I regularly consult with tech start-ups. My average week is insanely busy with other responsibilities at work and home, so I don’t get to do it as often as I like. But consulting is something I very much enjoy (and which is very profitable too, which might add to why I enjoy it), so I try to do it at least a few times a year.

I recently ran across a company in the storage field I was jumping up and down about: a little three-man firm whose product shares these qualities: it’s stupid easy to adopt compared to its competitors and ludicrously cheaper; but more than that, it has huge improvements on the benefit side.

It has the makings of every truly disruptive technology: It breaks the competitive model, making everyone chase it on one aspect while losing out on what was once their strength. This is, loosely, what Clayton Christensen called the “innovator’s dilemma” in his own book of the same title (I’m sensing a trend in these innovation books).

These companies make products that at first blush may seem inferior:

  • Facebook lacked all of the whizbang features of MySpace, and was even closed to most of the world. But to most users, those losses were really improvements.
  • More importantly, it used smarts to turn the mass of highly structured sharing into a simplified stream of nonstop entertainment without a need to hunt around for it. That’s something MySpace couldn’t chase with its unorganized mess of freedom.

Facebook turned a competitor’s strengths into its weak points, and more effectively tapped into the basic need that drove the market at the same time. It created more entertainment than MySpace and  made it easier for users at the same time… the former occurring because of the latter. MySpace would have needed to give up everything if it was to chase the new leader.

Halo and Call of Duty pump more adrenaline and blood lust—which, despite what the song says, is what I am now convinced little boys are really made of—into the same package as the indie games, and do so with a format that doesn’t have to be learned anew and which brings together familiar friends.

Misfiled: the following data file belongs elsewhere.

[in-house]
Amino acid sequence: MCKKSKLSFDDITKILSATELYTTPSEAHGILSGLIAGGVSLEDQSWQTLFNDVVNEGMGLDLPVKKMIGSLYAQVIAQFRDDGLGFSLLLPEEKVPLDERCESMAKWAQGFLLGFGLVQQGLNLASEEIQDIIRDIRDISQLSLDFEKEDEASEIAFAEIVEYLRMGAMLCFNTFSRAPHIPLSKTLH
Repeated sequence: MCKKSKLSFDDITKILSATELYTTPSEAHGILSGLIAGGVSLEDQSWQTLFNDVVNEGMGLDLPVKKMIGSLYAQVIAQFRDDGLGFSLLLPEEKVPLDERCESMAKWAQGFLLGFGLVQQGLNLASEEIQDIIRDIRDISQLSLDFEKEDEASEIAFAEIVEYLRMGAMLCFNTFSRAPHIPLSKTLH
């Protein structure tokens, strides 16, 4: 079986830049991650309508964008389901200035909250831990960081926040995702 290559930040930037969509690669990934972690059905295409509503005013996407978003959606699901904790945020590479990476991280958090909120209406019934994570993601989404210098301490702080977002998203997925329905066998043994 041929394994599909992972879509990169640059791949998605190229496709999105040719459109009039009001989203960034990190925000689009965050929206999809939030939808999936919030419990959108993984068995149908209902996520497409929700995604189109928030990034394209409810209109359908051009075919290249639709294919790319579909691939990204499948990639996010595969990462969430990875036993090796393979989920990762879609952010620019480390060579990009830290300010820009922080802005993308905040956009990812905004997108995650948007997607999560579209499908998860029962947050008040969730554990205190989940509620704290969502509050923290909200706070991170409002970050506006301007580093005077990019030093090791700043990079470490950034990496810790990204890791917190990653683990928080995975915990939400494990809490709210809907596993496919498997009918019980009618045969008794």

That storage startup? The same formula:

  • It doesn’t do half the things most other million-dollar storage systems do. That’s because the operating systems already do most of it, and 95% of the users don’t need the rest. In the process, its systems cost a fraction of the amount.
  • And because of the model, its systems are some 5-10x faster than the systems that cost orders of magnitude more. To chase them, the competition will have no choice but to scrap their models to match on price or speed, undercutting all the supposed value they were providing.

The company is turning a competitor’s value into its weak point, and fulfilling the same need better because of that change.

The formula works again and again and again in finding a good technology investment. It’s at the root of what we look for in every pick in Casey Extraordinary Technology.

For instance, back in February we found a wound-care company that’s scrapping the antibiotic in its fight against infection. Using synthetic compounds instead of biological ones, it can prevent infection without triggering mutation, and it can fight the already resistant strains like MRSA. It has the potential to push antibiotics out of the wound market almost completely, by eschewing the very thing that made them work to begin with.

That company has traded weakly in recent weeks, opening another buying opportunity at the same price as when we originally recommended it a few weeks ago. Of course, that’s but one potentially disruptive buy in the CET portfolio. And with that formula behind us, is it any surprise we managed an average 75% gain on closed positions over the last year? We hope not, because last year continued our undefeated streak of beating the index—not just beating it either: handing it a “kids playing Halo against their dad”-style whooping—every single year since we started this service.

Take CET for a spin today, and catch up on the entire portfolio in most recent edition, which reviews every single stock—Buy, Sell, and Hold—in our extensive portfolio, and I’m sure you’ll see why we believe we can keep that streak alive.